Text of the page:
• (I think they both can be called analysts.) Notice that Willacy is answering the question 'how does this then affect a future Palestinian state?' and not 'what did Bush mean by ROTG?' In this exchange, Eastley says that 'Those new realities of course, are large Jewish settlements' and Willacy agrees that 'Those new realities of course, are these large Jewish settlements' so the black-and-white inference would be that this is a conversation between two people who state clearly that they both believe Bush's use of ROTG means "settlements".
• I believe "analysts generally" (the text) is different from "all analysts". How about "two analysts"? I will make this change.
• Good idea. Actually, I didn't forget; I just got pulled away by other unexpected things; I remembered. Thanks for the suggestion. I will do this.-SeattliteTungsten 10:06, 14 March 2006 (UTC)

First, I apologize for removing your comments from where you placed them. It has been my experience that in a protracted discussion, interspersing comments paragraph per paragraph can lead to extreme confusion and difficulty in following and replying to a particular fork . Please do not disrupt the contiguity of my posts, and let us keep to the earlier format. Bullet points should be sufficient to help us reply on a point by point basis.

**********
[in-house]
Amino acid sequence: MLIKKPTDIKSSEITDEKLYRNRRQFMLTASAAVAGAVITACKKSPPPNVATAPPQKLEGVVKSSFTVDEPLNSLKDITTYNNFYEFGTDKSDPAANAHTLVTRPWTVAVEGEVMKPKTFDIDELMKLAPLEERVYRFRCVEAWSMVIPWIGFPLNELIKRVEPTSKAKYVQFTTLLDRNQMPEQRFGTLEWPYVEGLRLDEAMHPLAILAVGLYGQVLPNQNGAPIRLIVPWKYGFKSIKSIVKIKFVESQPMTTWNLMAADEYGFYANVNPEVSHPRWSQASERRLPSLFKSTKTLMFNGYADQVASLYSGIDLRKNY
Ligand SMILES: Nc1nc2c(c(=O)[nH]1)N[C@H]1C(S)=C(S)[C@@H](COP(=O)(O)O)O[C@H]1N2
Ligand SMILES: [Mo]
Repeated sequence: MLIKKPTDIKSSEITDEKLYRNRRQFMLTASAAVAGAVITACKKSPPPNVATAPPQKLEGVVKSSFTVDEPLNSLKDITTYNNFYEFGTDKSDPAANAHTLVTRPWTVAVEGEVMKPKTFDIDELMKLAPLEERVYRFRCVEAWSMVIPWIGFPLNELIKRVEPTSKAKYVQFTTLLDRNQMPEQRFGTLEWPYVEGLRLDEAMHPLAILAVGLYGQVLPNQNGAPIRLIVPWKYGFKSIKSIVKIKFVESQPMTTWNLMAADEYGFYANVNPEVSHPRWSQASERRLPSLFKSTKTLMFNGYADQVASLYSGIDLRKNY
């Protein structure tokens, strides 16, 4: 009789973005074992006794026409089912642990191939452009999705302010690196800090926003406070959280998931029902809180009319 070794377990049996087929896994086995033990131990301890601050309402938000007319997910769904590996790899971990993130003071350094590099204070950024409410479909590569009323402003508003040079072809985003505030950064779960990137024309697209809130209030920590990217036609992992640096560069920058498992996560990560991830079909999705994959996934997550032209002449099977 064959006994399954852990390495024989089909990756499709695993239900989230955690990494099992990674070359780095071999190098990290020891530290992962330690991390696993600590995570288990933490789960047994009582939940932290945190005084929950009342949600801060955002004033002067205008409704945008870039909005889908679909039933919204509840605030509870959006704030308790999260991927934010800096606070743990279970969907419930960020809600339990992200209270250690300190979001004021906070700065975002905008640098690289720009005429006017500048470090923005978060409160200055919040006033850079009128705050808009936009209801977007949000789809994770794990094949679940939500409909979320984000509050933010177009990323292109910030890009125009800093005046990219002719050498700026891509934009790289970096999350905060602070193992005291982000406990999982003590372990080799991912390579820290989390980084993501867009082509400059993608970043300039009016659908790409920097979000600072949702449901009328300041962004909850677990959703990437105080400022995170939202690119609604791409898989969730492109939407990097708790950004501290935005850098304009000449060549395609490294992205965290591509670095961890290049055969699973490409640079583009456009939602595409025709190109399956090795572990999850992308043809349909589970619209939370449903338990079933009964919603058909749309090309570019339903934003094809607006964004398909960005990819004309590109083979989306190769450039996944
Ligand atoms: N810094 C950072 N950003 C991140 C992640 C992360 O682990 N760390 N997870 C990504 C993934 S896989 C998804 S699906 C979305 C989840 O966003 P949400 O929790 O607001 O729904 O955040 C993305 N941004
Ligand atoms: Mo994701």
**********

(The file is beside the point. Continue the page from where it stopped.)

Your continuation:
• It is not my point of view. We simply have to disagree about this. The PNA does not use the ROTG phrase but the source has it replying directly to that phrase. Your analogical mock quotations are superfluous because you've done them before, and I've replied to those arguments. Note that the source quotes the PNA's reaction right after they quote the Bush ROTG comment. Splitting hairs will not obfuscate the clear connection. Your own edits [17] [18] left this format in tact. For the life of me I can't understand why you want to gut the consensus (and my many compromises due to your input) that we achieved after exhaustive discussion. I would summarize my position thus: The PNA statement said "The US assurances are being made at the expense of the Palestinian people and the Arab world without the knowledge of the legitimate Palestinian leadership. They are rewarding illegal occupation, settlement and the apartheid wall,". NO WHERE in any of those US assurances quoted by the source is the Wall explicitly mentioned, only "Realities on the ground", including but not limited to, Settlements. Therefore, saying that the PNA speculates that the Barrier is included and thus rewarded, since they replied to those Bush comments with references to the Barrier, is perfectly valid, unambiguous and entirely supported by the source.